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Watch Antony's first Manchester United goal from every angle

"I thought it was an even game, but we managed to exploit the spaces better," scorer Rashford said in the aftermath, having found the net six minutes after Saka's leveller. Rashford was able to play perfectly on Arsenal's vulnerabilities.

An ill-timed triple sub, made naively by Arteta in the 74th minute, then prompted further punishment as Rashford skipped gleefully beyond Ben White before tapping home Christian Eriksen's square pass to wrap up the game. Both moments, a mere 60 seconds apart, exposed frailties. A verdict shared by Sky Sports' Gary Neville.

"Arsenal were fantastic for 65-70 minutes, but there was quite a bit of immaturity in the last 20 minutes," he said.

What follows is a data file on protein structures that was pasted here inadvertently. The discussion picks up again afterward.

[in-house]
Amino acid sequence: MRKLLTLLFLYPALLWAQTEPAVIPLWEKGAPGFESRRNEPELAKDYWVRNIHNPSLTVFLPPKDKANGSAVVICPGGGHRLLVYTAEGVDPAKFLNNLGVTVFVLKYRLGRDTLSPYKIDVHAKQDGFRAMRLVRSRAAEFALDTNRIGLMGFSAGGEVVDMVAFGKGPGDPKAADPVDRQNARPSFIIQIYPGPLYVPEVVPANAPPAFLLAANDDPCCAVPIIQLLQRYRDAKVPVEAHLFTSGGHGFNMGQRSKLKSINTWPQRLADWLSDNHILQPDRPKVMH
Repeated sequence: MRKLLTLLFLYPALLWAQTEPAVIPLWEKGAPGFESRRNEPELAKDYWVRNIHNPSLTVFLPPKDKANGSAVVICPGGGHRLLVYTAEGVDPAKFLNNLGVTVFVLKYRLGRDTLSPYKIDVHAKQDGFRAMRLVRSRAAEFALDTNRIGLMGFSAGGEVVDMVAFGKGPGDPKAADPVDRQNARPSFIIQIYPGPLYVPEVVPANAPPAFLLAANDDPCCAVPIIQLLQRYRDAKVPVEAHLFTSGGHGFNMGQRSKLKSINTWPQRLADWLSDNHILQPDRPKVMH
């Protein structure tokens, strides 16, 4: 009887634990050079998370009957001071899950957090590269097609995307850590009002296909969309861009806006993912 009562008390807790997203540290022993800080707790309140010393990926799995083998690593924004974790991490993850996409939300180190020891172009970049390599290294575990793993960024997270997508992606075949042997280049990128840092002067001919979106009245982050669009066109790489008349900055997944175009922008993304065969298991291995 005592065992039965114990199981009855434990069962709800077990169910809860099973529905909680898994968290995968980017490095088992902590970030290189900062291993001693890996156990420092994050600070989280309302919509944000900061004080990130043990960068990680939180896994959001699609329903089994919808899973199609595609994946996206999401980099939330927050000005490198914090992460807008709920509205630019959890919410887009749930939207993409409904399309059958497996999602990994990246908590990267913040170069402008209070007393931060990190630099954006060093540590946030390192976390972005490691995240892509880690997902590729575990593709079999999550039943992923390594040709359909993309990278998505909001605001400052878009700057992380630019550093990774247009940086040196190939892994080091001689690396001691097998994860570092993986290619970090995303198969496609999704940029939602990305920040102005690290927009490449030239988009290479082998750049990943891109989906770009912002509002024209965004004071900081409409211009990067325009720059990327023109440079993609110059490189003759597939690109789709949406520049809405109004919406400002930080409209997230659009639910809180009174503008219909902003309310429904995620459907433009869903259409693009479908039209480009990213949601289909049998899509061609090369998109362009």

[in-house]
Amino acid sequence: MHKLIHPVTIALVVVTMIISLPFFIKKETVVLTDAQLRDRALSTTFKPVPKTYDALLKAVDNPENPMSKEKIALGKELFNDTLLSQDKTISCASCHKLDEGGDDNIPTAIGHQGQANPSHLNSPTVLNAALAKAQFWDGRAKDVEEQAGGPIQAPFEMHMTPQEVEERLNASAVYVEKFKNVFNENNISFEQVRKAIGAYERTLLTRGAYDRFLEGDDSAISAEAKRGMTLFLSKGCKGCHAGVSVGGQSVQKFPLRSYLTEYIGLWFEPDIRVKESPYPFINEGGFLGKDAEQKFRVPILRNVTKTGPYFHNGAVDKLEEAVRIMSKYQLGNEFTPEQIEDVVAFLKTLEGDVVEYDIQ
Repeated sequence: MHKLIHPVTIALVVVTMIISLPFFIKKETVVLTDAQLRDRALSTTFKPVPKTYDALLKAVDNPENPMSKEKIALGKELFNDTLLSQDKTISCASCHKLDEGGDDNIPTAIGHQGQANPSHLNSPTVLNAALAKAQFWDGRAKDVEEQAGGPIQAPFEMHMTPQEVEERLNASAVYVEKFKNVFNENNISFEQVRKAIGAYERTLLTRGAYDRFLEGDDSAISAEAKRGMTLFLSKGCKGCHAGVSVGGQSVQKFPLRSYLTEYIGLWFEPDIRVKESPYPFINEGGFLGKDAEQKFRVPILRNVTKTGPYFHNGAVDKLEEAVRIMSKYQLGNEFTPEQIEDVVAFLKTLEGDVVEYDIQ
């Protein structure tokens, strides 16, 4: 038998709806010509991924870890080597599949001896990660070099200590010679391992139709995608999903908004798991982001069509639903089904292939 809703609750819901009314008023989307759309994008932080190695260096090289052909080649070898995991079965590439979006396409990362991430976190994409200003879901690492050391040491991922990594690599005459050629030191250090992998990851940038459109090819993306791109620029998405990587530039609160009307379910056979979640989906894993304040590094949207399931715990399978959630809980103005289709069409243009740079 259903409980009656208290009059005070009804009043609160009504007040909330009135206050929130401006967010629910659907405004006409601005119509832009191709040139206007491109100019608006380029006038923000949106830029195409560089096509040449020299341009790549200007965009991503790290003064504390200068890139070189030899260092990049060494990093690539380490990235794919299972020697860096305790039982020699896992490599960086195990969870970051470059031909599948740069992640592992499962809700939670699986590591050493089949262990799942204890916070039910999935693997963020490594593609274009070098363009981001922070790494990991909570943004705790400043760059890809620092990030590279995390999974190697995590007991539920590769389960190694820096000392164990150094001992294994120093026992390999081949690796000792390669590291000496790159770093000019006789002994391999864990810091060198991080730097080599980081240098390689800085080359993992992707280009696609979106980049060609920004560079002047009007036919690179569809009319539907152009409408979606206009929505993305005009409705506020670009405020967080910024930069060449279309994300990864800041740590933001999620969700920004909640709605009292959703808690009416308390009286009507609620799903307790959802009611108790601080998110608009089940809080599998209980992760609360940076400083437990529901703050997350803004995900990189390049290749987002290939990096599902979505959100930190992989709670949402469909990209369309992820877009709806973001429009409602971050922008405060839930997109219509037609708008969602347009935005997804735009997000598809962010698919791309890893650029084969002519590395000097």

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Manchester United striker Marcus Rashford hails his side's spirit after their 3-1 win against Arsenal at Old Trafford

"It's about points, not plaudits," Roy Keane concluded. His summary was in relation to Arsenal's plucky performance - impressive in patches - but lacking in control across an entire 90-minute period.

Fast-paced, possession-based football, which thrills and entertains audiences is a hallmark of Arsenal Football Club. Unfortunately that tends to go hand in hand with a lack of conviction in big moments. "I've seen enough today to be convinced that Arsenal can mix it," Paul Merson determined. 'Mix it' as part of a competing top four, or as a chasing outsider, remains to be seen.